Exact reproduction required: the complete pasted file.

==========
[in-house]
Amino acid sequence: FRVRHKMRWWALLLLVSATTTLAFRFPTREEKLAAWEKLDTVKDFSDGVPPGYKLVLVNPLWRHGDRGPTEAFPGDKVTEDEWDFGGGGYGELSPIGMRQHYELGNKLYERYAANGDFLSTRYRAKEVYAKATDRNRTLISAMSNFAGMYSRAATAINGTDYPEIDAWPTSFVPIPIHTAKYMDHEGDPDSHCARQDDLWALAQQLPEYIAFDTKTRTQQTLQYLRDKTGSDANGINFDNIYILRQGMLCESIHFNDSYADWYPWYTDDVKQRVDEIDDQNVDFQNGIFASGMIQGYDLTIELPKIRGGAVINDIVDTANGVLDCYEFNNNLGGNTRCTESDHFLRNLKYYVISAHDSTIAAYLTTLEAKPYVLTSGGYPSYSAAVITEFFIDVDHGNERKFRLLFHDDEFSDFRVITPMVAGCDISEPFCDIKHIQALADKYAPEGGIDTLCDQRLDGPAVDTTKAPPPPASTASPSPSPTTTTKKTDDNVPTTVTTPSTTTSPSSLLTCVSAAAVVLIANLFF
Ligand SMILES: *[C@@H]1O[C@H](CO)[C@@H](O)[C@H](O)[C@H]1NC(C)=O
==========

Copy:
[in-house]
Amino acid sequence: FRVRHKMRWWALLLLVSATTTLAFRFPTREEKLAAWEKLDTVKDFSDGVPPGYKLVLVNPLWRHGDRGPTEAFPGDKVTEDEWDFGGGGYGELSPIGMRQHYELGNKLYERYAANGDFLSTRYRAKEVYAKATDRNRTLISAMSNFAGMYSRAATAINGTDYPEIDAWPTSFVPIPIHTAKYMDHEGDPDSHCARQDDLWALAQQLPEYIAFDTKTRTQQTLQYLRDKTGSDANGINFDNIYILRQGMLCESIHFNDSYADWYPWYTDDVKQRVDEIDDQNVDFQNGIFASGMIQGYDLTIELPKIRGGAVINDIVDTANGVLDCYEFNNNLGGNTRCTESDHFLRNLKYYVISAHDSTIAAYLTTLEAKPYVLTSGGYPSYSAAVITEFFIDVDHGNERKFRLLFHDDEFSDFRVITPMVAGCDISEPFCDIKHIQALADKYAPEGGIDTLCDQRLDGPAVDTTKAPPPPASTASPSPSPTTTTKKTDDNVPTTVTTPSTTTSPSSLLTCVSAAAVVLIANLFF
Ligand SMILES: *[C@@H]1O[C@H](CO)[C@@H](O)[C@H](O)[C@H]1NC(C)=O